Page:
Sun Dec 8th through Sat the 14th, 2019 at Vancouver Convention Center
To summarize the basic idea: by assuming a low-rank representation of CPTs, it becomes possible to identify the leaves, and their parents. One can then iteratively learn the structure from leaves to roots. The low-rank representation of a CPT could be viewed as a mixture of a set of CPTs with a bounded number of parents. The paper would be improved with some experiments that support the claims. There are some preliminary results provided in the supplementary material, but the plots are noisy and don't really support well the claim that the algorithm recovers the true structure as the amount of data/queries increases. On the plots: rather than vary C on the x-axis, it would be more straightforward to plot the amount of data/queries, which would be more direct and easier to interpret.
The paper studies the problem of learning Bayesian network structures from data under a particular setting as specified under Assumptions 1 and 3 and assuming all variables are binary. It presents an algorithm that correctly recovers the true structure under Assumption 4, and provides the sample and time complexity of the algorithm. Overall the paper is clearly written. The results are nice under the setting studied in the paper. My main concern is with the motivation of the problem setting. Why is this problem setting (Assumptions 1 and 3) interesting or useful in practice? What does a CPT being rank 2 or low rank mean in practice? The paper claims that the proposed method can be easily extended for any rank k CPTs. Can you provide a discussion of how this can be done? I wonder whether Assumption 4 becomes less likely to hold when k becomes larger. How strong is Assumption 4? Under what situations will Assumption 4 be violated? Perhaps an example situation where Assumption 4 is violated will be helpful. The paper assumes all variables are binary. Are the results extendable to any discrete variables? -line 35, the citation entry (D., 1996) should be fixed. -line 195, “unifromly” -> uniformly ---------------- Comments after author response: Thanks for providing a motivation to the problem setting. I still have concerns over Assumption 4. It looks to me Assumption 4 could easily be violated. I wonder its impact on the correctness of the algorithm.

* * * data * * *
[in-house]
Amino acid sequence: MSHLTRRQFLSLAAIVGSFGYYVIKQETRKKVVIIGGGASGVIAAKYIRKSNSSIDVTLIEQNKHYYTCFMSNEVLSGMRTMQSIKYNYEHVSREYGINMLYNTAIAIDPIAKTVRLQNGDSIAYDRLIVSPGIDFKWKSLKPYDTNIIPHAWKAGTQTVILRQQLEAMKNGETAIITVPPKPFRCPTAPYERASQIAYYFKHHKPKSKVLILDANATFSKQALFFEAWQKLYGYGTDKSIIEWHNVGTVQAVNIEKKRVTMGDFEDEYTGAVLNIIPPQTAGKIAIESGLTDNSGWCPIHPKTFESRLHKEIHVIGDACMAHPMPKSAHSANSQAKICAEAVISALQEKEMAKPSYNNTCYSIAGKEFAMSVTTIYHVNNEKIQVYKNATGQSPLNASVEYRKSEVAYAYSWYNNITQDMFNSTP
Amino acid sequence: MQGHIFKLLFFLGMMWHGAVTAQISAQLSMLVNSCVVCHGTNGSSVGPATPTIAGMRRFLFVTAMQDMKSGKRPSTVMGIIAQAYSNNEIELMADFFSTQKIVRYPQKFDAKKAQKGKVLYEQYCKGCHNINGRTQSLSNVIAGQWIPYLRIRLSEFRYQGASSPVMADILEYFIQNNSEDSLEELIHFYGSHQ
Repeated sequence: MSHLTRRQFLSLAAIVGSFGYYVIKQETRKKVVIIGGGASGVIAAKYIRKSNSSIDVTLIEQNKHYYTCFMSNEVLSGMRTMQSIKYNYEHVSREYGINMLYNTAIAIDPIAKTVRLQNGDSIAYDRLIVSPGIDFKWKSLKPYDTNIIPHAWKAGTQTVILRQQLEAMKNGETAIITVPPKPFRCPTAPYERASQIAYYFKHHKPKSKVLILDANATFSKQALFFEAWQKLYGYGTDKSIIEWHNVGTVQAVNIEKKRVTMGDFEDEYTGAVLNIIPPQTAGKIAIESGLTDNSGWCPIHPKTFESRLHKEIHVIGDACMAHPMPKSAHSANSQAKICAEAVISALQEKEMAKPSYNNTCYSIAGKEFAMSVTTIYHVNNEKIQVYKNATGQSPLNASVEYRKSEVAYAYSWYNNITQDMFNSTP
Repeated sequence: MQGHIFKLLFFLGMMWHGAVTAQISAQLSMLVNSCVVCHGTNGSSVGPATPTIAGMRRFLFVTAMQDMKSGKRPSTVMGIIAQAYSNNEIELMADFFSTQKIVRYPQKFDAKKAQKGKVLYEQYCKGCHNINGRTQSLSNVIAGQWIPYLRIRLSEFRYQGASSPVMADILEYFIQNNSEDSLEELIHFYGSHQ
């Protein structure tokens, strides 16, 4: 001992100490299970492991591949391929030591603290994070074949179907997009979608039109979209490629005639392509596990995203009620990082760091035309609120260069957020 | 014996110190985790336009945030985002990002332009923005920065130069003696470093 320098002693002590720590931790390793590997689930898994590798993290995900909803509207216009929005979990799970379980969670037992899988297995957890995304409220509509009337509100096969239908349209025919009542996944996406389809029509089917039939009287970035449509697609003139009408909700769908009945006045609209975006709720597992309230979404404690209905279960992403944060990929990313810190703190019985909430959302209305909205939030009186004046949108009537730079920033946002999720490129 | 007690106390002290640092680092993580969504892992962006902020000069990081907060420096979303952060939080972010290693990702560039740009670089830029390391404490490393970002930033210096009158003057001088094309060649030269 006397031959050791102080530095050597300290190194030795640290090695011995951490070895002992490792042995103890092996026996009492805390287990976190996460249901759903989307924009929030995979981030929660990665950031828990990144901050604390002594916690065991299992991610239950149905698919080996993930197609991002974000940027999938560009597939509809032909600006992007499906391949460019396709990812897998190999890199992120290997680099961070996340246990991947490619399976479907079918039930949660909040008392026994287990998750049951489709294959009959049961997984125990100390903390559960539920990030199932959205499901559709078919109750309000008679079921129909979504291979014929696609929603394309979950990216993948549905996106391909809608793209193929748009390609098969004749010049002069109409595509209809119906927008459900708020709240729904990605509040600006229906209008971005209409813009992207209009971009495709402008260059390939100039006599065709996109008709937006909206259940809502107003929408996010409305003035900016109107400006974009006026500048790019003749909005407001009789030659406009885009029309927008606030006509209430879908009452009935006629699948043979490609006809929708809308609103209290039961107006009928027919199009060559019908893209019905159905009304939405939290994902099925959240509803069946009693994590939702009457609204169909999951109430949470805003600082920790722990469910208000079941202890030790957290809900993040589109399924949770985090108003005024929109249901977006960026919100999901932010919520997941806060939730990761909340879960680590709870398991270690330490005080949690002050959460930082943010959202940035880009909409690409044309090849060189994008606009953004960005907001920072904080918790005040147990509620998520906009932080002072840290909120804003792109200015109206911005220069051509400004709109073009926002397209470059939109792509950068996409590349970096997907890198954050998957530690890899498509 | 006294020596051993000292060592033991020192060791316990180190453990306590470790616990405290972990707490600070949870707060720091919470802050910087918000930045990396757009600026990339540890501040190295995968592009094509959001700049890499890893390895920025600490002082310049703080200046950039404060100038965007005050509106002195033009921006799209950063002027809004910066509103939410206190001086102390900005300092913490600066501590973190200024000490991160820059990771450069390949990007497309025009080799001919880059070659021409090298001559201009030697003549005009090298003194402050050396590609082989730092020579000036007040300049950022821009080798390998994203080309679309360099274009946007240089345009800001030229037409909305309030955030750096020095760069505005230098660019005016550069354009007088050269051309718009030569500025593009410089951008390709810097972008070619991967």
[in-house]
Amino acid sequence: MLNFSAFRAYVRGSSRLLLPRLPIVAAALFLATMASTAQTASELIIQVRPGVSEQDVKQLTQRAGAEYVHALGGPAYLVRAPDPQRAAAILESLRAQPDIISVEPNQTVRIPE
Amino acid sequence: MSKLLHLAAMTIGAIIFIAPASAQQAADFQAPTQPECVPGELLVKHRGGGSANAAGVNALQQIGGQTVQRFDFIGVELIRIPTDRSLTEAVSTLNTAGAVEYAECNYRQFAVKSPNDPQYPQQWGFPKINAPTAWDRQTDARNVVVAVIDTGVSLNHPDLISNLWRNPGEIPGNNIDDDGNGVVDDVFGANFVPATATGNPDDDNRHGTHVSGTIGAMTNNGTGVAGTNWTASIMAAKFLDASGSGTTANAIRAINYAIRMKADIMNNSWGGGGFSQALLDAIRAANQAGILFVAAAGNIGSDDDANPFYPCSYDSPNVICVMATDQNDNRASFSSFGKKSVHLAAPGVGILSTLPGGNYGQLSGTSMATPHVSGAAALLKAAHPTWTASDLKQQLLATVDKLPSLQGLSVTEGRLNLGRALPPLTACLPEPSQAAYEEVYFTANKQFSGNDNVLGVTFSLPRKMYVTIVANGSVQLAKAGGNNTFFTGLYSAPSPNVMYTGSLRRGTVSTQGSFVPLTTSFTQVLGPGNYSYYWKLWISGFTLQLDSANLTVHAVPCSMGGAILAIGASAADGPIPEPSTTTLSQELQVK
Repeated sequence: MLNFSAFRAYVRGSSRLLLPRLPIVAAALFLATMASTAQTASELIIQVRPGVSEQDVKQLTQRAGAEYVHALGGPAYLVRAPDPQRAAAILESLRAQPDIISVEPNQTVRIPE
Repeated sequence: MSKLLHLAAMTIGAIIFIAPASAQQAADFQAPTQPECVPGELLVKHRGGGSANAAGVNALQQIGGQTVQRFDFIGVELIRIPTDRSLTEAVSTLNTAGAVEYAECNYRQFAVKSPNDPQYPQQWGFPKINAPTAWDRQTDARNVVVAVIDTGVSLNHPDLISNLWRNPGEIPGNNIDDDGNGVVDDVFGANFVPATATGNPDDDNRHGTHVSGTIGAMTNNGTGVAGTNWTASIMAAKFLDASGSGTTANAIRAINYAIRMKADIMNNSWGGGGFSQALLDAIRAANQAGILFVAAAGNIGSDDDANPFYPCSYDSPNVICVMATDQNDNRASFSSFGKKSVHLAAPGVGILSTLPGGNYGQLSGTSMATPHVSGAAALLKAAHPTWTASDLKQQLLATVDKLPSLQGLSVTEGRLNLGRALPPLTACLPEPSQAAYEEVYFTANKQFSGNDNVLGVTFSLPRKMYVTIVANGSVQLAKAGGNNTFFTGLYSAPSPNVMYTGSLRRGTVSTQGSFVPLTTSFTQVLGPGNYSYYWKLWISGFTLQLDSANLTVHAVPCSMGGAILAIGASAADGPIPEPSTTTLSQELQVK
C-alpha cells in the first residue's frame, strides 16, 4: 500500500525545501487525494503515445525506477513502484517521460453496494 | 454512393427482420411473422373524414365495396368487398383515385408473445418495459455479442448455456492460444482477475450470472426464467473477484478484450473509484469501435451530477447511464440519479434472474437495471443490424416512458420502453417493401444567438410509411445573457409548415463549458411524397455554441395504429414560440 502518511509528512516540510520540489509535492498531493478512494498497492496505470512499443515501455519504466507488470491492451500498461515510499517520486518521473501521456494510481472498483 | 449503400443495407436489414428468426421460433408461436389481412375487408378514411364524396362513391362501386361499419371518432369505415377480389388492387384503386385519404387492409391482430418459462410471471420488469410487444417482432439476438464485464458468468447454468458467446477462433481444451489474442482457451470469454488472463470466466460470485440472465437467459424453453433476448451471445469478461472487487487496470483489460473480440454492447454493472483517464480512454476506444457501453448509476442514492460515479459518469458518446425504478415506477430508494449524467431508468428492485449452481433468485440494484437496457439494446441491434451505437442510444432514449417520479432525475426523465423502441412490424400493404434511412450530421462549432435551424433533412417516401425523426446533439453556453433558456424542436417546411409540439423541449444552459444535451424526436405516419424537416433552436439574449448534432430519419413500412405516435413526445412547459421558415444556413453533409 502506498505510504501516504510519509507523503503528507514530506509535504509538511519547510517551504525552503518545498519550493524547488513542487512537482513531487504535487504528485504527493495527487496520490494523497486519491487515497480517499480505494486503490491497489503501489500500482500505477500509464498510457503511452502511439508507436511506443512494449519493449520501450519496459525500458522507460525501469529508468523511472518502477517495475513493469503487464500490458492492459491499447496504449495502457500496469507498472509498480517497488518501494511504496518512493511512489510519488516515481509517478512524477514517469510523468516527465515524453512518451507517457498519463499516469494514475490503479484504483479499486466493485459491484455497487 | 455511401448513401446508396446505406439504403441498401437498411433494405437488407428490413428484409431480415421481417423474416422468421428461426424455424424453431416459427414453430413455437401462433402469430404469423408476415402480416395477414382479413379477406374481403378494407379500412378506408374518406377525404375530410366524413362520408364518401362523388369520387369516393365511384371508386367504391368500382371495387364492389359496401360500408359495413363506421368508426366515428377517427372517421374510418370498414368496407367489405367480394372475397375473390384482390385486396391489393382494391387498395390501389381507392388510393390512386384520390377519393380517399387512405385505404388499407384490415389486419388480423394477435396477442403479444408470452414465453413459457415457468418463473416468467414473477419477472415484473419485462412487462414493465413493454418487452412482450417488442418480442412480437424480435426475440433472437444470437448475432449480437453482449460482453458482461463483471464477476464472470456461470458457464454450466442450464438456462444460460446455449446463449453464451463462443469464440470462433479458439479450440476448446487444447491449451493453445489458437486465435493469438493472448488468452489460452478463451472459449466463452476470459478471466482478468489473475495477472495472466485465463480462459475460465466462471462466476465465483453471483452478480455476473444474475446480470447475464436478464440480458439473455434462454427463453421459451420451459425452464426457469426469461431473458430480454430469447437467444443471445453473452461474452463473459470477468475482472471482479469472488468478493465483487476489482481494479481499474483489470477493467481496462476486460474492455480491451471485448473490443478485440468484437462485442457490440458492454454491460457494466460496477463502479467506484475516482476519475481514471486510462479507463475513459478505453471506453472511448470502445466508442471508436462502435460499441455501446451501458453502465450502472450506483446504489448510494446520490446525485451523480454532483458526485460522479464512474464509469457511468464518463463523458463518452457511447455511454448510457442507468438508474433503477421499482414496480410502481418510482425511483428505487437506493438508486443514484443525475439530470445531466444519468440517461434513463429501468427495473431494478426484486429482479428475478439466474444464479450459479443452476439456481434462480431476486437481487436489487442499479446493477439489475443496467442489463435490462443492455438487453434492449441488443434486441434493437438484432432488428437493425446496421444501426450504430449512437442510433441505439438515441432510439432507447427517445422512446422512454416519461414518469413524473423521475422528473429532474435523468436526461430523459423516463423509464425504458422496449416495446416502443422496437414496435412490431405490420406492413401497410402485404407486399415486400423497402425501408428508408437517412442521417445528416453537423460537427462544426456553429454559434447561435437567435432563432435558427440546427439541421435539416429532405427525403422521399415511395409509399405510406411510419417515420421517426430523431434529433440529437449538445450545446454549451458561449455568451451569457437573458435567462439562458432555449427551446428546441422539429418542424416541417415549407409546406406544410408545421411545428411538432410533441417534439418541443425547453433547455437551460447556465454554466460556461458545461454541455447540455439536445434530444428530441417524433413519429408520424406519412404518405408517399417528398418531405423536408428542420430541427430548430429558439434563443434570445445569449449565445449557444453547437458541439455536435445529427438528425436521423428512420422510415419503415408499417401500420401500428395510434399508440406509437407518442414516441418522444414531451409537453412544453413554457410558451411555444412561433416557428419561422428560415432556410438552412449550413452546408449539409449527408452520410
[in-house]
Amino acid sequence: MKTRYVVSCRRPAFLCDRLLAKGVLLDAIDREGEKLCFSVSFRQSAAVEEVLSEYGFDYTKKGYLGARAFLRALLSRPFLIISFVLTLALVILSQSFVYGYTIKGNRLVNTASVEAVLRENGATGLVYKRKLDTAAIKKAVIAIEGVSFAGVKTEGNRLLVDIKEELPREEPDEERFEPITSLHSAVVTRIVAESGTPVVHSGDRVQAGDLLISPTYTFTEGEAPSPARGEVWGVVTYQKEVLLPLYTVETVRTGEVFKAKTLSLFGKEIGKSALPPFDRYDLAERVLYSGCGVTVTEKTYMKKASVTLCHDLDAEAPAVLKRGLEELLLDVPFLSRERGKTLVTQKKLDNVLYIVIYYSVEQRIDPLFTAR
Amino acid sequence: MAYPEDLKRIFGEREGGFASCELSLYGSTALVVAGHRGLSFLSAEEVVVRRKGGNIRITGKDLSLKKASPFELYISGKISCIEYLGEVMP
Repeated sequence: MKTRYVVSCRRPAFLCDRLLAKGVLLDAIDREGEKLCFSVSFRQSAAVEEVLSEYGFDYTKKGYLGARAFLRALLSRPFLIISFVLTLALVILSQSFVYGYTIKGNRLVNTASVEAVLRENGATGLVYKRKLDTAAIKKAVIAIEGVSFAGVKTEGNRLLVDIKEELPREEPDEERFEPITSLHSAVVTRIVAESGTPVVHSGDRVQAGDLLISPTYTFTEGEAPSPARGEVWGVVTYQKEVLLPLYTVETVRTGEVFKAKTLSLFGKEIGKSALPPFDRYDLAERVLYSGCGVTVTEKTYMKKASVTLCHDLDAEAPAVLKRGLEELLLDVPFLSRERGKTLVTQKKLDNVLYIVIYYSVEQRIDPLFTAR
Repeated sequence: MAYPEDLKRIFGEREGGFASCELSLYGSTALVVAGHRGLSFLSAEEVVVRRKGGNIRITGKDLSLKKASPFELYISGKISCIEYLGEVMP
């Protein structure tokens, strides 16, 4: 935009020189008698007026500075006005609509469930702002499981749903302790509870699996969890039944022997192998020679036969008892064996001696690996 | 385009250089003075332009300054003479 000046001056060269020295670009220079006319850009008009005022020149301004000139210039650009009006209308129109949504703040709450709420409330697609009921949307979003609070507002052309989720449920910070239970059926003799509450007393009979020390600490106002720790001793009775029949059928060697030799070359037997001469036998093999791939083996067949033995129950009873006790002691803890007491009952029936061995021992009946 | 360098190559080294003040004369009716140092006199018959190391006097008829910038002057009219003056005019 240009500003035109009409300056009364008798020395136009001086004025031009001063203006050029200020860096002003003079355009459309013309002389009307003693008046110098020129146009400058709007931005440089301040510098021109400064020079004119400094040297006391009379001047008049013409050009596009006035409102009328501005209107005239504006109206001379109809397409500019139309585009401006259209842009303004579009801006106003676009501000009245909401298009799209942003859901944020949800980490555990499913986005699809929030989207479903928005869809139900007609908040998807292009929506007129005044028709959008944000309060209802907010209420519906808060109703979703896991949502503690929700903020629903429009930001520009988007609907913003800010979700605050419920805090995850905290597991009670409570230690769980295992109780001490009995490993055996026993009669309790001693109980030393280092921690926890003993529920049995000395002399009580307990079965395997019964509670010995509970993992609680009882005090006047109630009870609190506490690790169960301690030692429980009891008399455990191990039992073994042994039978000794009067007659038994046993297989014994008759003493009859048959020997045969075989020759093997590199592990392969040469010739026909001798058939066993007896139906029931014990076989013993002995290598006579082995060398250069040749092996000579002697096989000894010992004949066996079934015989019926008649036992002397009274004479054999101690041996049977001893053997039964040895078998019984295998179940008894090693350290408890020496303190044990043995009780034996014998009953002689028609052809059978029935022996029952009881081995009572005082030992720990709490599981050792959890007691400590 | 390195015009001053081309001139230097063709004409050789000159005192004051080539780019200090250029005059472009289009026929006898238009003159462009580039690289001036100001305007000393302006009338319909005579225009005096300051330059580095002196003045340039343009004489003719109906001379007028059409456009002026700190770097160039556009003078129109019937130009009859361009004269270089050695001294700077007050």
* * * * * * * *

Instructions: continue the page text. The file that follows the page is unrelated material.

This paper presents a method for structural learning of a BN given observational data. The work is mainly theoretical, and for the proposal some assumptions are taken. A great effort is also given in presenting and develop theoretically the complexity of the algorithm. One of the key points in the proposed algorithm is the use of Fourier basis vectors (coefficients) and how they are applied in the compressed sensing step. I haven't checked thoroughly all the mathematical part, which is the core of the paper. Being familiarised with BNs but not with the Fourier transformation, this part seems hard to be evaluated from my side. However, the theory seems to have shown and extensively stated (also in the supplementary material). My biggest concern is the restriction of only two parents for a node. I am aware that authors indicate it wouldn't be a problem to make this number (rank) larger, but then one wonders why not using a more realistic approach. I can see that the paper is mainly theoretical and I wouldn't say this is not enough if the methodology is correctly presented, as this is the case. Anyway, in a so practical issue as learning BNs one would expect some empirical evaluation with at least a classical benchmark of datasets. You could have used some 'simulation' for the black-box solved queries. All in all, I like the idea, the way the work is presented, and I think this paper could generate interesting debate in the NeurIPS community. Minor comments: There are some places were English could be improved, so I suggested further checking. For instance: - Introduction, motivation: Bayesian networks are one of the most important classES of probabilistic graphical models - Introduction, related work: "... data is a well known but AN incredibly difficult problem to solve in the machine learning community"